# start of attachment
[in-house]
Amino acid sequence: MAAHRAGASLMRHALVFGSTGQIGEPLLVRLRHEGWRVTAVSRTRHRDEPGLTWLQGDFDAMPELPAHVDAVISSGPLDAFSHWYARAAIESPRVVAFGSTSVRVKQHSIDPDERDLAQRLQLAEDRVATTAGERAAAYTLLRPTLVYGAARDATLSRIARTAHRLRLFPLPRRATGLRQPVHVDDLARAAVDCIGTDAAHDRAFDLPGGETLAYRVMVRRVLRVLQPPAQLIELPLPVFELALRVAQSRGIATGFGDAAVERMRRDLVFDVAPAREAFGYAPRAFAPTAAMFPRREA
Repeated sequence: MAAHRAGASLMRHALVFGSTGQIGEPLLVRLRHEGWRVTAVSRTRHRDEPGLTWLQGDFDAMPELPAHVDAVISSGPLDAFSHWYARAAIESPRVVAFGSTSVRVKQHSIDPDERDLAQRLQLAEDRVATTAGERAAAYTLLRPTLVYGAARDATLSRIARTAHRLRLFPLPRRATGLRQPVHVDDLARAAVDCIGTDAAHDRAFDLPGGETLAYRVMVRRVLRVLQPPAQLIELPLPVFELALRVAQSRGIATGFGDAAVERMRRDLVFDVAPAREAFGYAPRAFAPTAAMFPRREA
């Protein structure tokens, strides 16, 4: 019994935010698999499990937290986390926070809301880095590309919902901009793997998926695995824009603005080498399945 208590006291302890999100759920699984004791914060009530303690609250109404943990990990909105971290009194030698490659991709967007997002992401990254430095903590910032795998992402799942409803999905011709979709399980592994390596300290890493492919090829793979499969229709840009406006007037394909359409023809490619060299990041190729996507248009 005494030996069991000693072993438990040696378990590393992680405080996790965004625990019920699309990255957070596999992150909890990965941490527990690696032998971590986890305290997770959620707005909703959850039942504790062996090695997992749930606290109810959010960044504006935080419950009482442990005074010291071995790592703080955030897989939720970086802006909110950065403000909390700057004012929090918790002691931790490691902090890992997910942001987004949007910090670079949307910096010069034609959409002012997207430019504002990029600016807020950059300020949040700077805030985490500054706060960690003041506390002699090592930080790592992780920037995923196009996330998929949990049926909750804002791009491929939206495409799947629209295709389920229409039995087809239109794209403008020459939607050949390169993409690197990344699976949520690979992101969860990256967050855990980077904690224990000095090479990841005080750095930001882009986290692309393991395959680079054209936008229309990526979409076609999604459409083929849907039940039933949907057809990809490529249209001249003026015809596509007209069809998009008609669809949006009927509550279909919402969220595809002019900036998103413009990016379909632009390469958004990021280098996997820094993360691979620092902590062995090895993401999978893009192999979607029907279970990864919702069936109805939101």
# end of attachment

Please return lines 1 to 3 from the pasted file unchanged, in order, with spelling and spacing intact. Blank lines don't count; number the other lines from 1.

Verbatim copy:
[in-house]
Amino acid sequence: MAAHRAGASLMRHALVFGSTGQIGEPLLVRLRHEGWRVTAVSRTRHRDEPGLTWLQGDFDAMPELPAHVDAVISSGPLDAFSHWYARAAIESPRVVAFGSTSVRVKQHSIDPDERDLAQRLQLAEDRVATTAGERAAAYTLLRPTLVYGAARDATLSRIARTAHRLRLFPLPRRATGLRQPVHVDDLARAAVDCIGTDAAHDRAFDLPGGETLAYRVMVRRVLRVLQPPAQLIELPLPVFELALRVAQSRGIATGFGDAAVERMRRDLVFDVAPAREAFGYAPRAFAPTAAMFPRREA
Repeated sequence: MAAHRAGASLMRHALVFGSTGQIGEPLLVRLRHEGWRVTAVSRTRHRDEPGLTWLQGDFDAMPELPAHVDAVISSGPLDAFSHWYARAAIESPRVVAFGSTSVRVKQHSIDPDERDLAQRLQLAEDRVATTAGERAAAYTLLRPTLVYGAARDATLSRIARTAHRLRLFPLPRRATGLRQPVHVDDLARAAVDCIGTDAAHDRAFDLPGGETLAYRVMVRRVLRVLQPPAQLIELPLPVFELALRVAQSRGIATGFGDAAVERMRRDLVFDVAPAREAFGYAPRAFAPTAAMFPRREA